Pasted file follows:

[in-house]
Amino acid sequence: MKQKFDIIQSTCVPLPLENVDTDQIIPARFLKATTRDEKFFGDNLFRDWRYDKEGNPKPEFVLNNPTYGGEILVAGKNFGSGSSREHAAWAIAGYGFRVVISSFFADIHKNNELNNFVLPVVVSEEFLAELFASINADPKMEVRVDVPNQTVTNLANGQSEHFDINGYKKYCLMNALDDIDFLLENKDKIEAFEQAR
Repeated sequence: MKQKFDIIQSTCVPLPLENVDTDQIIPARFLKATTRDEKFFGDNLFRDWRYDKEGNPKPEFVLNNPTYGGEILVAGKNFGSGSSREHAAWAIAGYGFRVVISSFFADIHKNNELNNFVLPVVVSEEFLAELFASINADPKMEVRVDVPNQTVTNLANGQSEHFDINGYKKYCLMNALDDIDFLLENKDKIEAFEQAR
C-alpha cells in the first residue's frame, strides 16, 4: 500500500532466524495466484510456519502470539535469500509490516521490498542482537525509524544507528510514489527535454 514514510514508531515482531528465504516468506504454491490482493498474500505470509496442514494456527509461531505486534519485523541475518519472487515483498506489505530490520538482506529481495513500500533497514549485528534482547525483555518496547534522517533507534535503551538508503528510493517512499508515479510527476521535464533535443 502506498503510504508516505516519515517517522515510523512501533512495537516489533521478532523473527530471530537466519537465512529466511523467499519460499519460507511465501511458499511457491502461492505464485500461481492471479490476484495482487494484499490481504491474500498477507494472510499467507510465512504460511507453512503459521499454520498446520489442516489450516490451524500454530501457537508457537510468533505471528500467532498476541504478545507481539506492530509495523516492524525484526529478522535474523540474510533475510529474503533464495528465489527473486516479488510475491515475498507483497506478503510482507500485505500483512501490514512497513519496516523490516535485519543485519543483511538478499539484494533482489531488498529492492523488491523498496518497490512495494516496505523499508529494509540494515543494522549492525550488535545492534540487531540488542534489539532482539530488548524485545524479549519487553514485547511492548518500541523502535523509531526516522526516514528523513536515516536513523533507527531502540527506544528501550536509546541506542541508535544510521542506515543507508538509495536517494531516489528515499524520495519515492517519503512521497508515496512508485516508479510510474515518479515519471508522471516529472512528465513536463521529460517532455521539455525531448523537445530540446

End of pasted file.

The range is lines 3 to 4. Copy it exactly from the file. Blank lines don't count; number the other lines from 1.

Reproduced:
Repeated sequence: MKQKFDIIQSTCVPLPLENVDTDQIIPARFLKATTRDEKFFGDNLFRDWRYDKEGNPKPEFVLNNPTYGGEILVAGKNFGSGSSREHAAWAIAGYGFRVVISSFFADIHKNNELNNFVLPVVVSEEFLAELFASINADPKMEVRVDVPNQTVTNLANGQSEHFDINGYKKYCLMNALDDIDFLLENKDKIEAFEQAR
C-alpha cells in the first residue's frame, strides 16, 4: 500500500532466524495466484510456519502470539535469500509490516521490498542482537525509524544507528510514489527535454 514514510514508531515482531528465504516468506504454491490482493498474500505470509496442514494456527509461531505486534519485523541475518519472487515483498506489505530490520538482506529481495513500500533497514549485528534482547525483555518496547534522517533507534535503551538508503528510493517512499508515479510527476521535464533535443 502506498503510504508516505516519515517517522515510523512501533512495537516489533521478532523473527530471530537466519537465512529466511523467499519460499519460507511465501511458499511457491502461492505464485500461481492471479490476484495482487494484499490481504491474500498477507494472510499467507510465512504460511507453512503459521499454520498446520489442516489450516490451524500454530501457537508457537510468533505471528500467532498476541504478545507481539506492530509495523516492524525484526529478522535474523540474510533475510529474503533464495528465489527473486516479488510475491515475498507483497506478503510482507500485505500483512501490514512497513519496516523490516535485519543485519543483511538478499539484494533482489531488498529492492523488491523498496518497490512495494516496505523499508529494509540494515543494522549492525550488535545492534540487531540488542534489539532482539530488548524485545524479549519487553514485547511492548518500541523502535523509531526516522526516514528523513536515516536513523533507527531502540527506544528501550536509546541506542541508535544510521542506515543507508538509495536517494531516489528515499524520495519515492517519503512521497508515496512508485516508479510510474515518479515519471508522471516529472512528465513536463521529460517532455521539455525531448523537445530540446